On December 9, 1928, The Wilson Theater, as it was originally named, opened with Florenz Ziegfeld’s production of “Rosalie.” Mrs. Dodge Wilson and her architect had toured the great theaters of Europe, with the intention of building a theater in downtown Detroit that would rival those of London. Subsequently, Meadow Brook Hall was designed by the very same architect and was completed less than a year after the Wilson Theater Mr. Kapp and his team from Smith, Hinchman & Grylls designed the 1701 seat theater to be built at a cost of $3 million, with luxurious, beautiful and state-of-the-art attributes and attitude. The curved wood paneled walls, silk drapes, specially designed seats and carpet, and multi-tiered lobby were opulent for the time. Dressing rooms to accommodate 100 performers and an orchestra pit for 40 musicians made the Wilson Theater a suitable rival to nearly any major performance facility in the country. Many of the original pieces such as the wood paneling, silk drapes and torchieres still hang in the theater today. The Wilson Theater logo is still present in the theater and can be seen in the iron work of the opera boxes and on the Jazz Café terrace.
In 1944, Mrs. Wilson sold the theater to Henry Reichhold, who renamed the theater “Music Hall,” determined to make it a permanent home for the Detroit Symphony Orchestra. Broadcast capabilities were added for thousands to listen in on the Ford Sunday Evening Hour. Audiences were thrilled as the orchestra and variety pieces filled the house with talent.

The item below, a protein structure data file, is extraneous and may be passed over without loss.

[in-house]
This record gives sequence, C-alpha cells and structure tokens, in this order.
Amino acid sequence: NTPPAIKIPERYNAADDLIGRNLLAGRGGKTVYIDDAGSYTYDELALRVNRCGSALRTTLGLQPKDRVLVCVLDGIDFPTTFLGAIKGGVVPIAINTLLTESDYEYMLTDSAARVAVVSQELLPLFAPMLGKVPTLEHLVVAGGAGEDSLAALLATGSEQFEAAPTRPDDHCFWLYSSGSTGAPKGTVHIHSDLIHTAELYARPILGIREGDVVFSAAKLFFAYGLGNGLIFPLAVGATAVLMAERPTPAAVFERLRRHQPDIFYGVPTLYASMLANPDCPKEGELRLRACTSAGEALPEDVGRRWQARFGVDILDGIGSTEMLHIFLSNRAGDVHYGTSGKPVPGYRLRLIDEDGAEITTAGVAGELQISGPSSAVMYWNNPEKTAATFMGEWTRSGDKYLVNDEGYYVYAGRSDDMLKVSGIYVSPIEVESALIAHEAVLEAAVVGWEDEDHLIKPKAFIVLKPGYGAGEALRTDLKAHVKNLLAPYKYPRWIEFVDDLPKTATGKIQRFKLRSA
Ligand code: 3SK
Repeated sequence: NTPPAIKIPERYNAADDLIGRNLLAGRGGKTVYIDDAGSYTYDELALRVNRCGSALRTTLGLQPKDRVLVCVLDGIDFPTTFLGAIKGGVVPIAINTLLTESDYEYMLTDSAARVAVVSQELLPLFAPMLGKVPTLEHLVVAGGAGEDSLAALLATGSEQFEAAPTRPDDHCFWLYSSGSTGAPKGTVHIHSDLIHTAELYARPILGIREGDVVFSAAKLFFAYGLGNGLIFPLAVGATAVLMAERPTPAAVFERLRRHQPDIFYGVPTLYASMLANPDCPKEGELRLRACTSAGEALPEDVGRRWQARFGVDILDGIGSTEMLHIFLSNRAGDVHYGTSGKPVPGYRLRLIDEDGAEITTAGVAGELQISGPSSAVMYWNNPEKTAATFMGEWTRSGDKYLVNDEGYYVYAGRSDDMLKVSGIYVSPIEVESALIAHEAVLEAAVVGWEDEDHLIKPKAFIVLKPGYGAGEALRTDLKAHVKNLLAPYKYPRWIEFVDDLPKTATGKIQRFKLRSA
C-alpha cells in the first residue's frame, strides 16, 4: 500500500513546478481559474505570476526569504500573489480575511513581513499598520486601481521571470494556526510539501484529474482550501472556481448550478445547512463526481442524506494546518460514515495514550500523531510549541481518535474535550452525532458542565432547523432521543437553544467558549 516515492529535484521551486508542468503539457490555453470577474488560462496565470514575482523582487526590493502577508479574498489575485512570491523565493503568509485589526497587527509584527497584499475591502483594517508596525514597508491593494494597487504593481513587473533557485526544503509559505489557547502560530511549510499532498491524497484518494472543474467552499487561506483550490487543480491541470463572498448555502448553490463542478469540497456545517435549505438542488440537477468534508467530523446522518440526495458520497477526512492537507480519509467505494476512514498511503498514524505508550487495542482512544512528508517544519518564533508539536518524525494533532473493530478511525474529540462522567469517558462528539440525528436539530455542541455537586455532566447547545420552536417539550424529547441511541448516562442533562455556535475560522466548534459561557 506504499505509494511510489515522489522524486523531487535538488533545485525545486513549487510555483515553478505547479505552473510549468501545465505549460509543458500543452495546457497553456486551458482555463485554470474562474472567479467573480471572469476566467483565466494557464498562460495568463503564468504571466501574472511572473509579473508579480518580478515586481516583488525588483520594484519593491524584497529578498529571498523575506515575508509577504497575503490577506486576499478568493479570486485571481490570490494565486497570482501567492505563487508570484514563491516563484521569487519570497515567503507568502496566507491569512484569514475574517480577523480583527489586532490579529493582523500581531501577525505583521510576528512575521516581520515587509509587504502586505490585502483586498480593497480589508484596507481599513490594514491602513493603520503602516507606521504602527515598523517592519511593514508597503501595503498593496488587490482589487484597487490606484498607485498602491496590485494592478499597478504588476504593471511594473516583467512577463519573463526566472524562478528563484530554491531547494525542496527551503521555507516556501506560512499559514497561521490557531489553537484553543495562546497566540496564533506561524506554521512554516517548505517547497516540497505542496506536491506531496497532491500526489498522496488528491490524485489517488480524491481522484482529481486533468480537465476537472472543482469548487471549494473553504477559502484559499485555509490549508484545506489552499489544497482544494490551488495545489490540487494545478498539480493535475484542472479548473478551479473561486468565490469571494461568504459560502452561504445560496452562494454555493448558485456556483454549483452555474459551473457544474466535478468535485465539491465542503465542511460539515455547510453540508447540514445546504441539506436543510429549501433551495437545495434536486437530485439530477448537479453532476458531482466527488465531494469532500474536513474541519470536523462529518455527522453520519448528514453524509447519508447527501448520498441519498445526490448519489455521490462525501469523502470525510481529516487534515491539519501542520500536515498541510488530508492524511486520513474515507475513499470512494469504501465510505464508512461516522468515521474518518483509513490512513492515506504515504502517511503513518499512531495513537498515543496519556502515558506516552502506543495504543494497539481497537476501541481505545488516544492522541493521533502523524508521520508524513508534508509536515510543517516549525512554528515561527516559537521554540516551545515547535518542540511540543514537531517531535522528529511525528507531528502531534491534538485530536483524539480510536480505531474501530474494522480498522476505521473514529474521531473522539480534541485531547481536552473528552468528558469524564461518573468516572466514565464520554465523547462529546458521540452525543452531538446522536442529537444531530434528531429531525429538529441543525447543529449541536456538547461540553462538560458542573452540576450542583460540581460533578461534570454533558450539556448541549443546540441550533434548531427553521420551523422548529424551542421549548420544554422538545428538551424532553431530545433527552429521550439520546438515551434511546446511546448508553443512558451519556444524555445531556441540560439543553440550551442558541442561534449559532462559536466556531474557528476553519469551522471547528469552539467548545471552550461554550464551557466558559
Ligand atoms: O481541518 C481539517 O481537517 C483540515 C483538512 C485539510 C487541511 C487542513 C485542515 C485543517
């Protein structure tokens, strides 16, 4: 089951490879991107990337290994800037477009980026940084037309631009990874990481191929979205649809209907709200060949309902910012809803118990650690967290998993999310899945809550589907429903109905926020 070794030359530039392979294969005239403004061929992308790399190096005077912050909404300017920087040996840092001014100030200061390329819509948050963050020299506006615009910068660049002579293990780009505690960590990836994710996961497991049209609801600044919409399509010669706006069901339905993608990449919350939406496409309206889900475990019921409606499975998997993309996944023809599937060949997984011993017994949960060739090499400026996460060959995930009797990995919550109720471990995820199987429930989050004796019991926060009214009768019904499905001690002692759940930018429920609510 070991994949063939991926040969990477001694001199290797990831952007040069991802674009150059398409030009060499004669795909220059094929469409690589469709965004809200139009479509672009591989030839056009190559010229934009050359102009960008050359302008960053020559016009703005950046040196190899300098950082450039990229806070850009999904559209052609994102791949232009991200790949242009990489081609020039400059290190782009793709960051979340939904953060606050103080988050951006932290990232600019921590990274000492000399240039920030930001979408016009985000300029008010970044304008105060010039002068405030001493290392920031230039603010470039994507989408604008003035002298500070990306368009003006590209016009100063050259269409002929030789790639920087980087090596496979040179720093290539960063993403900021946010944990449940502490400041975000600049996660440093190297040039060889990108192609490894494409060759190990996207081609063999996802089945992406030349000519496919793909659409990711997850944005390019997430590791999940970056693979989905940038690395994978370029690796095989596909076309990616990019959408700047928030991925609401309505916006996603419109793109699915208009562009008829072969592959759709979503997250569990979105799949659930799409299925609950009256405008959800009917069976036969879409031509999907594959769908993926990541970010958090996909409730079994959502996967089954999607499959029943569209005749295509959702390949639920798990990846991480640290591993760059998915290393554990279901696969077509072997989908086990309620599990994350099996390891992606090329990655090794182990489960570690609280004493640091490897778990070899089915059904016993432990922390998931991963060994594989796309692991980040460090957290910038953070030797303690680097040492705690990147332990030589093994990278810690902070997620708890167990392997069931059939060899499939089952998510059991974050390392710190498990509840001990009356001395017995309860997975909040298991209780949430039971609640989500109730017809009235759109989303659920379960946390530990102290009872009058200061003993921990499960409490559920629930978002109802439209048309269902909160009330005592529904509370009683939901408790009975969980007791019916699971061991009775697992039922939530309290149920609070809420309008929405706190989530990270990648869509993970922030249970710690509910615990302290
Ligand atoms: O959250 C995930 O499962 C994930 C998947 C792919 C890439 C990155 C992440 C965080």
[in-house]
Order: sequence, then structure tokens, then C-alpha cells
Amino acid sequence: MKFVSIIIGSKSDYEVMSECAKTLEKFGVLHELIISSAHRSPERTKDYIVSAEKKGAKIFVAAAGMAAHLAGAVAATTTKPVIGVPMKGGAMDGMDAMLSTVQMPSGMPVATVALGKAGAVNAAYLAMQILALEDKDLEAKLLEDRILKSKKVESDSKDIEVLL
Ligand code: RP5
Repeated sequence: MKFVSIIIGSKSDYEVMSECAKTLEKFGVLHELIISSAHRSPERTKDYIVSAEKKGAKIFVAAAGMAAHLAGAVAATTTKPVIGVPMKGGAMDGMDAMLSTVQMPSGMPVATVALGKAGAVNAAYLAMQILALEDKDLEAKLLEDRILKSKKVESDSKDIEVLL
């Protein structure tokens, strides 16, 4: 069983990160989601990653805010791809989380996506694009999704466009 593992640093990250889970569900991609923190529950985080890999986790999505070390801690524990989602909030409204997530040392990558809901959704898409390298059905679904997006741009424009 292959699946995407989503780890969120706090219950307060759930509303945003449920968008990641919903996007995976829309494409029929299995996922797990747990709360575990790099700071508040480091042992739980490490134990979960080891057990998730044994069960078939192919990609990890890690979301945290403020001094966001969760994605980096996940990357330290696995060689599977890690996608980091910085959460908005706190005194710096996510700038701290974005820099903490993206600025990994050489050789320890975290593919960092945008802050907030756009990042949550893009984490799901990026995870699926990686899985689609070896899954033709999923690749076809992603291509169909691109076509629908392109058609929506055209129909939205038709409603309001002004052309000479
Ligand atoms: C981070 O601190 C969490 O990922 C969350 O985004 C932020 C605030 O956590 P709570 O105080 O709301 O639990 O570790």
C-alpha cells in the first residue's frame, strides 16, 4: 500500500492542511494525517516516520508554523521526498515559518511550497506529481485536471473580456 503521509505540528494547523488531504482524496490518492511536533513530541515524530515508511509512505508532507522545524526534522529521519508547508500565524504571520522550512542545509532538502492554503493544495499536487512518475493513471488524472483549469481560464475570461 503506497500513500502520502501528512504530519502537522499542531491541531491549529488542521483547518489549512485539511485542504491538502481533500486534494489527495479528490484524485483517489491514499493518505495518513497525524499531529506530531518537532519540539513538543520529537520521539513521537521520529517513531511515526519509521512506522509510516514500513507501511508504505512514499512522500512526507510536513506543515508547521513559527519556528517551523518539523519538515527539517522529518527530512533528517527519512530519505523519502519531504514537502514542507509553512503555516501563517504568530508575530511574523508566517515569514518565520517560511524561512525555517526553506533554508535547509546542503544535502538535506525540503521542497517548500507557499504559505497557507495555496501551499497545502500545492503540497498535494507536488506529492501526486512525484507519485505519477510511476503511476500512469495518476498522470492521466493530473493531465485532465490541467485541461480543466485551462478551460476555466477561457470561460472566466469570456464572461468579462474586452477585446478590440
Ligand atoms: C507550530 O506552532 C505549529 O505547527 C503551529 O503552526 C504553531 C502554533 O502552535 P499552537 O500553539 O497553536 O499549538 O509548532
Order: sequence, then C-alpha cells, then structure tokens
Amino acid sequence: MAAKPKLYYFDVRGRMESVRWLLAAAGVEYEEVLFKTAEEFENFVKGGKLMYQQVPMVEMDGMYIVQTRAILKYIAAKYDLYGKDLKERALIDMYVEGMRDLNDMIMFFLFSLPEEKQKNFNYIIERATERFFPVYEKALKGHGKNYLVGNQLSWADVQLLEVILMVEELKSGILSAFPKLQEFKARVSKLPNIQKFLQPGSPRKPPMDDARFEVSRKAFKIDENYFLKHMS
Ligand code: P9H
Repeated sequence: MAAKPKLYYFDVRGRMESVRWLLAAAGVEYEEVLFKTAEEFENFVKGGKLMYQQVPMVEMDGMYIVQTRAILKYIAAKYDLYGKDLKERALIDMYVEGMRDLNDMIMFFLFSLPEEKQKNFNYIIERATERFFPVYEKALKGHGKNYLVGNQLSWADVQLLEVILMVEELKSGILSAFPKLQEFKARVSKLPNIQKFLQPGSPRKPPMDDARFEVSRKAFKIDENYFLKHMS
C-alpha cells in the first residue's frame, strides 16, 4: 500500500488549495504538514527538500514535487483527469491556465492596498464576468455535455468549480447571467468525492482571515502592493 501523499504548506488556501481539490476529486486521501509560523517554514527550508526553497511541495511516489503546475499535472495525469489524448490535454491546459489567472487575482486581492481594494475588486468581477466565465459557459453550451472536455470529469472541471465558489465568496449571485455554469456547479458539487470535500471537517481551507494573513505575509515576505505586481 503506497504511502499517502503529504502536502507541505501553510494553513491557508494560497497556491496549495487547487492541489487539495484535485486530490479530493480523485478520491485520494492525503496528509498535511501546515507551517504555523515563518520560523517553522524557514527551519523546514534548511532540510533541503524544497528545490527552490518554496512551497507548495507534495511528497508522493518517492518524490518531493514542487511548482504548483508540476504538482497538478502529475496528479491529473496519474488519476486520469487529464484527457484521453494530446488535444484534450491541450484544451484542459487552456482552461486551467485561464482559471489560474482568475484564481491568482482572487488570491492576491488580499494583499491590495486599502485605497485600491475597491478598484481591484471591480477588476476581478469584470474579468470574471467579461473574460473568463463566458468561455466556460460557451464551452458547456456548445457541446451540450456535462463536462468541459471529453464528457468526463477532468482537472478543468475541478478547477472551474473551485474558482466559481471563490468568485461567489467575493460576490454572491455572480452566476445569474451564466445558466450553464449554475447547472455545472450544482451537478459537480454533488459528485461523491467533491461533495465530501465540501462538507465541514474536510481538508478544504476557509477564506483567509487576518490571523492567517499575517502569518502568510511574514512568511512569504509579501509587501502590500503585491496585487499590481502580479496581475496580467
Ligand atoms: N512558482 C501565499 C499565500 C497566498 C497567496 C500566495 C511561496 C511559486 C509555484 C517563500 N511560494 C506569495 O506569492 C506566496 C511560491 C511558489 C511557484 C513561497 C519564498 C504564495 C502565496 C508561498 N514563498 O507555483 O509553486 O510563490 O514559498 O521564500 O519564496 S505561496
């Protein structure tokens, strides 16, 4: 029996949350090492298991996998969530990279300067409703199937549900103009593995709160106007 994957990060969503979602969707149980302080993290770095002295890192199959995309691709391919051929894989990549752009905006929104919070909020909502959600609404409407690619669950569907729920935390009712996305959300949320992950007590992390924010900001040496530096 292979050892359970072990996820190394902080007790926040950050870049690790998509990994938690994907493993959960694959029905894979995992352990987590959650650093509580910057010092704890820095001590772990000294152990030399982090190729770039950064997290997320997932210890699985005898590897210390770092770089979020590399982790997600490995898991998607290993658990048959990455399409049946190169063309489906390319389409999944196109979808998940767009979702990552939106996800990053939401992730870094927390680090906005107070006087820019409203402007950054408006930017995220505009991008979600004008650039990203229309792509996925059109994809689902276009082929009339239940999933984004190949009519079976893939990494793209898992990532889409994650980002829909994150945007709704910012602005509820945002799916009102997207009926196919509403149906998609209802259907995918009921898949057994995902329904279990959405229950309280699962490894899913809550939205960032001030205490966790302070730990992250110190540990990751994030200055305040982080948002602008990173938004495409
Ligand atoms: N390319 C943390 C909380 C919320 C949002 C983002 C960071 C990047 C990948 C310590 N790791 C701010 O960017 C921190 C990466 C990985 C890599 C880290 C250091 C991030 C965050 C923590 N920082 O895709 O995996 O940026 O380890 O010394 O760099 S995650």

After being purchased by steel company executive Mervyn Gaskin in 1953, Music Hall was converted into the world’s second Cinerama theater, featuring an enormous curved screen, 3 synchronized projectors and 7 channels of stereophonic sound. To support the screen, the opera boxes were removed and the decorative details in the auditorium were all painted brown.
From 1971 to 1985, Michigan Opera Theater called Music Hall home. When, in 1974 Music Hall was slated for the wrecking ball, the intervention of Detroit Renaissance, Kresge Foundation and a new board saved the theater and reinvented it as a non-profit performing arts center.
In 1995, Music Hall underwent a major renovation; this time costing 6.5 million to return it to its original grandeur. The grandeur of which can be seen here, as well as at Meadow Brook Hall. Today, Music Hall stands as the last of Detroit’s remaining authentic stage theaters and the city’s premier venue for jazz, theater and dance. We introduced Aretha’s Jazz Café at Music Hall in 2006, as our newest performance space, featuring national Jazz and theater artists, as well as local talent.